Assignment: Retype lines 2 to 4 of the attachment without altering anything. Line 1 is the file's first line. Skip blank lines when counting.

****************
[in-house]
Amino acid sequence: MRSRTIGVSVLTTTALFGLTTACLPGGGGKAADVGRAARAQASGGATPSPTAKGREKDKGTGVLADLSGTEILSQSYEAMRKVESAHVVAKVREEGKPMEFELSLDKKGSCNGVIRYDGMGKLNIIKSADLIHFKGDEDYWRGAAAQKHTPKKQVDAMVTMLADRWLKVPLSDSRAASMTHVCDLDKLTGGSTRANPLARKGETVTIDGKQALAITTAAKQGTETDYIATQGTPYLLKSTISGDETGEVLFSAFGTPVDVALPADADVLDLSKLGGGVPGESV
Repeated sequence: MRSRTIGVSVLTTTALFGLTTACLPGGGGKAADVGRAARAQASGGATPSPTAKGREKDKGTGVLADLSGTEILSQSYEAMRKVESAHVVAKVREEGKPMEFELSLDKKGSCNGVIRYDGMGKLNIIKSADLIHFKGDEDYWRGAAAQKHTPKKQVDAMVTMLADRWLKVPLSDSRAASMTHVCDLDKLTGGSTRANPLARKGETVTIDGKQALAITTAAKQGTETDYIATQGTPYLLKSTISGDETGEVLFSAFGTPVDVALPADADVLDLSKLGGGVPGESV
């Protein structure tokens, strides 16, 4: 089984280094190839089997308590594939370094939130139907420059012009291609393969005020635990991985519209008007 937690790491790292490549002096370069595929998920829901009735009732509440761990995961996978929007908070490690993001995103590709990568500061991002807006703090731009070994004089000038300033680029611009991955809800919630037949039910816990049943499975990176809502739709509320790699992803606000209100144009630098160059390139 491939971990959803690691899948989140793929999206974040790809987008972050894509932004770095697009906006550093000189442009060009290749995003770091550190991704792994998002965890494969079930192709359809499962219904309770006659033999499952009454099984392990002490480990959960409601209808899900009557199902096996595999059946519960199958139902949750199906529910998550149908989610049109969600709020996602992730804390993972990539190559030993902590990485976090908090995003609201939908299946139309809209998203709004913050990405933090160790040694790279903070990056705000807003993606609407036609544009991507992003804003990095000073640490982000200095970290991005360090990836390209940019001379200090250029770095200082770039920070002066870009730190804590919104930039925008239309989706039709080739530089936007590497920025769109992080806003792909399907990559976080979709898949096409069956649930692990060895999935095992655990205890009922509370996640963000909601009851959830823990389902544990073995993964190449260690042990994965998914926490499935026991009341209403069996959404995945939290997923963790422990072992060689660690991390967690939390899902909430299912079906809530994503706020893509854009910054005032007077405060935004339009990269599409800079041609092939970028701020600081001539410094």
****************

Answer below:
Amino acid sequence: MRSRTIGVSVLTTTALFGLTTACLPGGGGKAADVGRAARAQASGGATPSPTAKGREKDKGTGVLADLSGTEILSQSYEAMRKVESAHVVAKVREEGKPMEFELSLDKKGSCNGVIRYDGMGKLNIIKSADLIHFKGDEDYWRGAAAQKHTPKKQVDAMVTMLADRWLKVPLSDSRAASMTHVCDLDKLTGGSTRANPLARKGETVTIDGKQALAITTAAKQGTETDYIATQGTPYLLKSTISGDETGEVLFSAFGTPVDVALPADADVLDLSKLGGGVPGESV
Repeated sequence: MRSRTIGVSVLTTTALFGLTTACLPGGGGKAADVGRAARAQASGGATPSPTAKGREKDKGTGVLADLSGTEILSQSYEAMRKVESAHVVAKVREEGKPMEFELSLDKKGSCNGVIRYDGMGKLNIIKSADLIHFKGDEDYWRGAAAQKHTPKKQVDAMVTMLADRWLKVPLSDSRAASMTHVCDLDKLTGGSTRANPLARKGETVTIDGKQALAITTAAKQGTETDYIATQGTPYLLKSTISGDETGEVLFSAFGTPVDVALPADADVLDLSKLGGGVPGESV
């Protein structure tokens, strides 16, 4: 089984280094190839089997308590594939370094939130139907420059012009291609393969005020635990991985519209008007 937690790491790292490549002096370069595929998920829901009735009732509440761990995961996978929007908070490690993001995103590709990568500061991002807006703090731009070994004089000038300033680029611009991955809800919630037949039910816990049943499975990176809502739709509320790699992803606000209100144009630098160059390139 491939971990959803690691899948989140793929999206974040790809987008972050894509932004770095697009906006550093000189442009060009290749995003770091550190991704792994998002965890494969079930192709359809499962219904309770006659033999499952009454099984392990002490480990959960409601209808899900009557199902096996595999059946519960199958139902949750199906529910998550149908989610049109969600709020996602992730804390993972990539190559030993902590990485976090908090995003609201939908299946139309809209998203709004913050990405933090160790040694790279903070990056705000807003993606609407036609544009991507992003804003990095000073640490982000200095970290991005360090990836390209940019001379200090250029770095200082770039920070002066870009730190804590919104930039925008239309989706039709080739530089936007590497920025769109992080806003792909399907990559976080979709898949096409069956649930692990060895999935095992655990205890009922509370996640963000909601009851959830823990389902544990073995993964190449260690042990994965998914926490499935026991009341209403069996959404995945939290997923963790422990072992060689660690991390967690939390899902909430299912079906809530994503706020893509854009910054005032007077405060935004339009990269599409800079041609092939970028701020600081001539410094």